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adding either potassium chloride (to increase potassium) or potassium hydroxide (to reduce acidity) pushes up ethanol output significantly from the baseline with no supplements. the top two bars show production from the basic lab strain, without and with the supplements. researchers believe that their findings reveal the mechanism by which ethanol and other alcohols kill yeast at levels relevant to biofuel production. however, when assisted by the supplements, the lab strain produces far more ethanol than the commercial strains do. curves in the top figure at the right show ethanol production from a single culture growing for 72 hours under four conditions: on the standard laboratory medium with no supplement (blue); with added potassium chloride (red); with added potassium hydroxide (light blue); and with both potassium chloride and potassium hydroxide (black).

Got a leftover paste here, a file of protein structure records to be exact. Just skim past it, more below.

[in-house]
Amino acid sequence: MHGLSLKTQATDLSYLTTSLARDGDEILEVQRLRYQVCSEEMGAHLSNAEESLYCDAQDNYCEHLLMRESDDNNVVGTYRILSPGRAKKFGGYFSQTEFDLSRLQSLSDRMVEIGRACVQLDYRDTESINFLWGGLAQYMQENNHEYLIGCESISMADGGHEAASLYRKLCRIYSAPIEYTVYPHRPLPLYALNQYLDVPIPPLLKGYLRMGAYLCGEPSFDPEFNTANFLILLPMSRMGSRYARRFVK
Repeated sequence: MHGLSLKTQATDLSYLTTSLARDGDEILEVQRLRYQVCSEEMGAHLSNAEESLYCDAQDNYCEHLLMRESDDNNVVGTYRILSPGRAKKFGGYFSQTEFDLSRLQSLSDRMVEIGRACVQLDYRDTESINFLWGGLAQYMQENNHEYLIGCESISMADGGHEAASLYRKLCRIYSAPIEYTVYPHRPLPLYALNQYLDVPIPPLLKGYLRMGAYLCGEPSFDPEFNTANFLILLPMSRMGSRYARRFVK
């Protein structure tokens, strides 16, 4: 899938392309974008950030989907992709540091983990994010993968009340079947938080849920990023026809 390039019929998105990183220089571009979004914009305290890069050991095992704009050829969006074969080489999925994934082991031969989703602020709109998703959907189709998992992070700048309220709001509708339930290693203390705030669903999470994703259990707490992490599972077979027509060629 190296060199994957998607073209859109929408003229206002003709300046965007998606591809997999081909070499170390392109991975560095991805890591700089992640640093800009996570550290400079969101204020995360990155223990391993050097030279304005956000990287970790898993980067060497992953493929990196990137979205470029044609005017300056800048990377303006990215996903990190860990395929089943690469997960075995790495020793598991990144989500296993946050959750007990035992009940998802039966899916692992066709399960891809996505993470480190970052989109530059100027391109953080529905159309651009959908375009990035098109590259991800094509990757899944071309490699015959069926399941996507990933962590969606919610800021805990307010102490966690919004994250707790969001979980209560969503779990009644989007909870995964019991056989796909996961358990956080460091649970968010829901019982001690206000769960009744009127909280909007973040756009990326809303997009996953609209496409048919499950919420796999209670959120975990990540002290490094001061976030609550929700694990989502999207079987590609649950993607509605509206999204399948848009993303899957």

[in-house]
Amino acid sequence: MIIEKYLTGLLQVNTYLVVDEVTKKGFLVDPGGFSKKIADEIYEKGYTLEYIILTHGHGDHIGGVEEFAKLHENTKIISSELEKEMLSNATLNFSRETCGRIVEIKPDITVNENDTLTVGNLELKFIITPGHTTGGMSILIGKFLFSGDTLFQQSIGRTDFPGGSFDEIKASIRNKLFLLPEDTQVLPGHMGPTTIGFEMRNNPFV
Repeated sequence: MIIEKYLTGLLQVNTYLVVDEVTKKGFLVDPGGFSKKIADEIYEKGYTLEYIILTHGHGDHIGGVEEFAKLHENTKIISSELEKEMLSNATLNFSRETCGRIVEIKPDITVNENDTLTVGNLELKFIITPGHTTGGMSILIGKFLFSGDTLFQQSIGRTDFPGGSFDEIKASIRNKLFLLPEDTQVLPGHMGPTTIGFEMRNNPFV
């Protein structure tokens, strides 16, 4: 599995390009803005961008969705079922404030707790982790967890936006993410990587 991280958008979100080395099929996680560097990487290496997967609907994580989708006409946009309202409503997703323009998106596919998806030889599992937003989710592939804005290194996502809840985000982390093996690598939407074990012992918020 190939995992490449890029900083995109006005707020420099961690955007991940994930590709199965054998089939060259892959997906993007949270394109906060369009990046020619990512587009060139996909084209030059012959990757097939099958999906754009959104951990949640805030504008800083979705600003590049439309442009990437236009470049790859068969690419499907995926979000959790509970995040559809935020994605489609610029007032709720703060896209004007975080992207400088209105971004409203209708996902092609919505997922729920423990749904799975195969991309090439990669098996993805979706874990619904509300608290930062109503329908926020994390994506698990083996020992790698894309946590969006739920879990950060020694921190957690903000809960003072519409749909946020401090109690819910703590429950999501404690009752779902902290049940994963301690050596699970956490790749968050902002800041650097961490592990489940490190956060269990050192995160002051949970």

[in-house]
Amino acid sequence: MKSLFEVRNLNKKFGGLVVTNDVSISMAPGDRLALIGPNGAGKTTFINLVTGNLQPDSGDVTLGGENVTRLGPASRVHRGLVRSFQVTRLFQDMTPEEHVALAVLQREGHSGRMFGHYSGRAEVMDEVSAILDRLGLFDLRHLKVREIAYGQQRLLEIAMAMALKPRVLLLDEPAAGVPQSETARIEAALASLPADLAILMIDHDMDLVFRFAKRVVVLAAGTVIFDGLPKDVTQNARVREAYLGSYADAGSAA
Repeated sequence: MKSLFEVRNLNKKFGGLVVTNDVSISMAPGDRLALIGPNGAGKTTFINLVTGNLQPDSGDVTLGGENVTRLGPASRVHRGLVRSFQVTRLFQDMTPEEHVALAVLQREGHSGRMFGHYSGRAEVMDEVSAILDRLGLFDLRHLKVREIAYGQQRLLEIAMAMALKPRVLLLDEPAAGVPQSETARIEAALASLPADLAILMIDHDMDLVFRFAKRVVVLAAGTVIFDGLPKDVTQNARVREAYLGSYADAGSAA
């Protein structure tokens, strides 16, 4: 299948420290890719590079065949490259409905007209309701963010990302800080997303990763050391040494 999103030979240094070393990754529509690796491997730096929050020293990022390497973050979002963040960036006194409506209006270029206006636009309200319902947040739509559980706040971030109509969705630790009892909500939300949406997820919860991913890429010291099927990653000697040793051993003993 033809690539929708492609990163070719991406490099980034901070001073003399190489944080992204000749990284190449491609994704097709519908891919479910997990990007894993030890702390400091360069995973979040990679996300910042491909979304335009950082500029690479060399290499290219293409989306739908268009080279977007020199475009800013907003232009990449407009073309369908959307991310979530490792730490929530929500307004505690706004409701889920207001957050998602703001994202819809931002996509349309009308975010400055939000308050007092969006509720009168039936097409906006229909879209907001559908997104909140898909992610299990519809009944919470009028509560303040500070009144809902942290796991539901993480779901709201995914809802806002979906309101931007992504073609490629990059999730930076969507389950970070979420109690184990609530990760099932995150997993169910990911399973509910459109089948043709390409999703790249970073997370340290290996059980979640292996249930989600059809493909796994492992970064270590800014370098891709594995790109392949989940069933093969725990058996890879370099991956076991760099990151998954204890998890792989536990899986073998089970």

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Research on Ethanol Production from Sugarcane Wastes

adding potassium and an acidity-reducing compound helps the yeast tolerate higher concentrations of the ethanol they’re making without dying. diagram shows the amount of ethanol produced as a function of the viable population of yeast cells over the course of fermentation. the next pairs of bars show results from cultures involving yeast strains used in bioethanol production in brazil (middle pair) and the united states (bottom pair).” such high-energy alcohols are even more toxic to yeast than ethanol is, but the researchers found that the boost in tolerance extended to such alcohols as well. is already producing ethanol from sugar cane juice, but the use of wastes will result in more effective climate change prevention.